All three of those courts said the case law of the U.S. Supreme Court had fundamentally shifted since the early 1980s to allow neutral, indirect government aid that would benefit religious schools only through the private choices of parents.
On the other side of the ledger, the supreme courts of Vermont and Maine, as well as a federal appellate court in a separate Maine case, have refused over the past two months to allow or require local communities to reimburse parents who send their children to religious schools.
All three cases revolve around those states' long-standing practice known as "tuitioning," in which towns without their own high schools pay to send students to public high schools in nearby towns or to nonreligious private schools.
Vt. Plan Rejected
The most recent of the New England decisions came this month, when the Vermont Supreme Court ruled that the town of Chittenden could not use its tuitioning program to reimburse parents who sent their children to a Roman Catholic high school.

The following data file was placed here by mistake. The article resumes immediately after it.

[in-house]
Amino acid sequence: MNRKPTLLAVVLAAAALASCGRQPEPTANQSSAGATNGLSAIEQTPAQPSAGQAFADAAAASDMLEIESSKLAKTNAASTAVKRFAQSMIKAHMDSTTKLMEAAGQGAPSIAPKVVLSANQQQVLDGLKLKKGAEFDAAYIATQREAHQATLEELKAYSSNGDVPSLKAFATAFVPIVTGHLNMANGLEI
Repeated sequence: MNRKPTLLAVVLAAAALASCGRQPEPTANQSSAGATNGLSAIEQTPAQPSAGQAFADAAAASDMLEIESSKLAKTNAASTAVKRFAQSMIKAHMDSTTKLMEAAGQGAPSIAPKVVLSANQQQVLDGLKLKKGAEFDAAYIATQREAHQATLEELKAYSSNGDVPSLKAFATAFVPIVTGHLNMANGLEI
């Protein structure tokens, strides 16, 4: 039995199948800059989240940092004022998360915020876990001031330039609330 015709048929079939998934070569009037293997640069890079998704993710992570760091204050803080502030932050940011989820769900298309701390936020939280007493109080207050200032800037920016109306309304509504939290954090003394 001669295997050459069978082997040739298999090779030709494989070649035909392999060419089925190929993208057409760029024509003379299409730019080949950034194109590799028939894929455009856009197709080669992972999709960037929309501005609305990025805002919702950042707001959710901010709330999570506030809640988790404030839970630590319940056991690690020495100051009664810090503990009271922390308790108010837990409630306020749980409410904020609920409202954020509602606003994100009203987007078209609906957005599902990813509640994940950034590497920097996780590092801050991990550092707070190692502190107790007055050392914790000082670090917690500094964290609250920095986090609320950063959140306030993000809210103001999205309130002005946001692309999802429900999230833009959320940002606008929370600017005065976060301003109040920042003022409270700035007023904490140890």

Ruling unanimously, the court said the inclusion of religious schools would violate the state constitution's prohibition against compelled support for religion.
"The major deficiency in the tuition-payment system is that there are no restrictions that prevent the use of public money to fund religious education," the court said in its June 11 decision.
The Vermont court was alone in deciding a school choice case purely on state constitutional grounds. All the other recent voucher-related cases have involved both federal and state constitutional issues. But as the Vermont court put it, "the federal [case] law has become less clear."
Nevertheless, the U.S. Court of Appeals for the 1st Circuit, based in Boston, last month pointedly rejected arguments that the U.S. Supreme Court had moved toward approval of government support for religious schools in the form of vouchers.